How SNP Testing WorksFirst, a DNA sample must be obtained from the animal. Depending on the test ordered, different numbers of SNP markers can be tested in one SNP microarray. Similar to a DNA microarray, these assays involve DNA hybridization and fluorescence microscopy. In a targeted sequencing experiment conducted on the Illumina platform, an array is designed with SNP markers bound to a microchip. When the sample DNA is flowed over the chip, direct hybridization of target sequences occurs to the array-bound sequences. Labeled nucleotides are then added to the mix, and upon fluorescent staining, the nucleotides that were incorporated are detected by the device. The resulting fluorescent images are then compiled and analyzed2.
The microchips used in this process contain varying numbers of markers, and are referred to as different 'SNP panels'. In order to test differences between the substrains of a C57BL/6 mouse model, for example, a panel of 200-300 SNPs may be tested. However, in order to most accurately characterize the background of a mouse, SNP panels consisting of two-thousand SNPs may be required.
Applications of SNP Testing
Background verificationThis process allows the researcher to monitor the background of a strain over time. Potential uses for background verification include the identification of spontaneous mutations in SNPs in a given panel as well as genetic contamination due to erroneous breeding. Researchers who regularly publish on one specific model would need to know if their laboratory mice have any genetic contamination (or genetic drift), as this could confound the results of their study.
Speed CongenicsThe term 'speed congenics' refers to the process of creating a congenic strain of mice through SNP-assisted breeder selection. Normally, conventional backcrossing for at least ten generations must be carried out to create congenic strains. This process can take as long as three years, due to the natural breeding cycle and process of laboratory mice.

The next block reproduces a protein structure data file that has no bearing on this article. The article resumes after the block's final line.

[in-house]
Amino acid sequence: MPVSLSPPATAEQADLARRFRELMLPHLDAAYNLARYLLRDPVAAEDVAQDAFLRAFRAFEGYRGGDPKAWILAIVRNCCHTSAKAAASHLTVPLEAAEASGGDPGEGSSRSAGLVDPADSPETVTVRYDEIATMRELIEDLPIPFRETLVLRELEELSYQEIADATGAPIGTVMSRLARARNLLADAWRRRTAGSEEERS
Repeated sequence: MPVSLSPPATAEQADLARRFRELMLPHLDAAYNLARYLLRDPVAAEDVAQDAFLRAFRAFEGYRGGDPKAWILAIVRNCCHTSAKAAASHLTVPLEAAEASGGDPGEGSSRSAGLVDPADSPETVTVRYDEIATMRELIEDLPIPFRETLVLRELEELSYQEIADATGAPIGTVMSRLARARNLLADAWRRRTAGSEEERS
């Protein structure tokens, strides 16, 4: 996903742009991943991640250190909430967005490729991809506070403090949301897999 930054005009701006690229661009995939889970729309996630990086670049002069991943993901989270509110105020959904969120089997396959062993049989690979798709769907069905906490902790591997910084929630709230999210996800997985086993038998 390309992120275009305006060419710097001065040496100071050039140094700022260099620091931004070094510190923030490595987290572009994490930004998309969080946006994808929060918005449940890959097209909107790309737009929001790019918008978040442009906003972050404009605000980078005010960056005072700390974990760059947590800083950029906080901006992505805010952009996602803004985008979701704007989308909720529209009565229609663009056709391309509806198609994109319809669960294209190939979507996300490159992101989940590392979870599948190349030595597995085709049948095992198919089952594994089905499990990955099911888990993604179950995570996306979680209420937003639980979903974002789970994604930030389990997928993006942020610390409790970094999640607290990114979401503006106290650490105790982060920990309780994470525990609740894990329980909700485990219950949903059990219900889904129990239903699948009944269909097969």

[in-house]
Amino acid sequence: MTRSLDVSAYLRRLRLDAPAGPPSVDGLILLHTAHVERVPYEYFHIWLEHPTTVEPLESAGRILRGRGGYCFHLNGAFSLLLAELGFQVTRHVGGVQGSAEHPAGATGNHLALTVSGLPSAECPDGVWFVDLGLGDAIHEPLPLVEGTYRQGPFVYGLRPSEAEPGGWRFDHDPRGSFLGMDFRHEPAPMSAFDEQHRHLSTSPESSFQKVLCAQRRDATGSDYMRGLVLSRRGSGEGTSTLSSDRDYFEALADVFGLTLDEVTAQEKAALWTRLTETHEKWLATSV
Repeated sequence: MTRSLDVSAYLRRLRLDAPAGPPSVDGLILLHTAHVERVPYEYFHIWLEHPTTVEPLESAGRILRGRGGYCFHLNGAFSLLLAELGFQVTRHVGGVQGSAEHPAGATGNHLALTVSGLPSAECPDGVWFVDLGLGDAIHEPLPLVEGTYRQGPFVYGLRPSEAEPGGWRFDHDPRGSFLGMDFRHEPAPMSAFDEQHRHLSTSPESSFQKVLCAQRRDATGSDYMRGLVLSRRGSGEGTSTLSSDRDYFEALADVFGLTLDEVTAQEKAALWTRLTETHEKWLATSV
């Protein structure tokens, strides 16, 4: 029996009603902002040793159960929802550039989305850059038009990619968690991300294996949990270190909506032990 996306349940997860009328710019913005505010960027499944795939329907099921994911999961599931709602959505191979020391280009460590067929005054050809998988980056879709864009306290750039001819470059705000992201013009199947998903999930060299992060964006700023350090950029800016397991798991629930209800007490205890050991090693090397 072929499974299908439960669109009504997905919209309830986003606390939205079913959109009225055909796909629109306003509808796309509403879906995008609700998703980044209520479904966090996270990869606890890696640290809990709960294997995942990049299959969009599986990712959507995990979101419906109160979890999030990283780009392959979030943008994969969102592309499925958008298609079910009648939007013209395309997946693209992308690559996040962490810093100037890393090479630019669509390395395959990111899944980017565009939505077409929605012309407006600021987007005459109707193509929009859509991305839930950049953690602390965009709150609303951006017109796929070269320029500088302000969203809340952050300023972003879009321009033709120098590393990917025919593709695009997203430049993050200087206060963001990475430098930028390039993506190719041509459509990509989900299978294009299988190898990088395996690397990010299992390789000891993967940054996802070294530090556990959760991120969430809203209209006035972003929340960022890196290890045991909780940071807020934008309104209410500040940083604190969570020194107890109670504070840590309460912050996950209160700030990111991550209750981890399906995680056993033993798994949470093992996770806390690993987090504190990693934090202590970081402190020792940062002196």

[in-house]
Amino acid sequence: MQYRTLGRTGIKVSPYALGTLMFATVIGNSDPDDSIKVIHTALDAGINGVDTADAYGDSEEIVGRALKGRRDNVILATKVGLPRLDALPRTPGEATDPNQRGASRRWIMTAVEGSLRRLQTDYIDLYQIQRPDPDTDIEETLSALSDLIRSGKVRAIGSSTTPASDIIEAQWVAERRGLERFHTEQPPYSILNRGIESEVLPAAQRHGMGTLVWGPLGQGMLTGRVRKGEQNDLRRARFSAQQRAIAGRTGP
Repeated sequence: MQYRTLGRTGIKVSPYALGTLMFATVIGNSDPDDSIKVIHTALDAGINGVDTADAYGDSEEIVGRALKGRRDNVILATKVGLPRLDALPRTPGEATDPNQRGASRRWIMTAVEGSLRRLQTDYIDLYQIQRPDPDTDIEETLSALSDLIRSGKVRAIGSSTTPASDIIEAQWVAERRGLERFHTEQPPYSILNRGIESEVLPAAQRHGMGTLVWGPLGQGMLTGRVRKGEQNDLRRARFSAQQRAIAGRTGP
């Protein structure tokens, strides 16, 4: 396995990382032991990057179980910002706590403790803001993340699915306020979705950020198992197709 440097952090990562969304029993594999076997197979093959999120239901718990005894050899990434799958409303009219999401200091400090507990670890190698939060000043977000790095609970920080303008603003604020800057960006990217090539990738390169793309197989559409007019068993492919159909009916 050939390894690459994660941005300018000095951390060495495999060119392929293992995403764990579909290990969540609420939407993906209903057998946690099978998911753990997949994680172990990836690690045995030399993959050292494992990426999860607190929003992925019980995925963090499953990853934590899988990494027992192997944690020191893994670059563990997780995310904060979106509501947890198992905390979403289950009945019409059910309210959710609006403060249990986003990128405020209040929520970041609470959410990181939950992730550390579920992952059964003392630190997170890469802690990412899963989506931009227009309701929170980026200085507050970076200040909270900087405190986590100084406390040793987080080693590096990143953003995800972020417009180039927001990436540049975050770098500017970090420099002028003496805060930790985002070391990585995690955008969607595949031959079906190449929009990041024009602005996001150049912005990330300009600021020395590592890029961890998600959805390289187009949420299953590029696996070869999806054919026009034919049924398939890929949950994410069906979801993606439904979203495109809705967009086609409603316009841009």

Speed congenics uses both SNP testing and genotyping assays to decrease the time for model generation. When a mouse contains a desired genetic modification but is on an undesired background, it is first crossed with an inbred strain. The resulting offspring are genotyped to determine if they still contain the desired mutation, and they are also SNP-tested to determine the percent contribution of the desired inbred strain.
This combination of genetic testing shortens the timeline for generating congenic mice by allowing the researcher to choose the offspring from each generation that have the most desired traits.
As a general rule, SNP testing increases the confidence researchers have that their model is on a defined, known background. It also increases result reproducibility by ensuring the genetic quality of the mice being used for ongoing projects.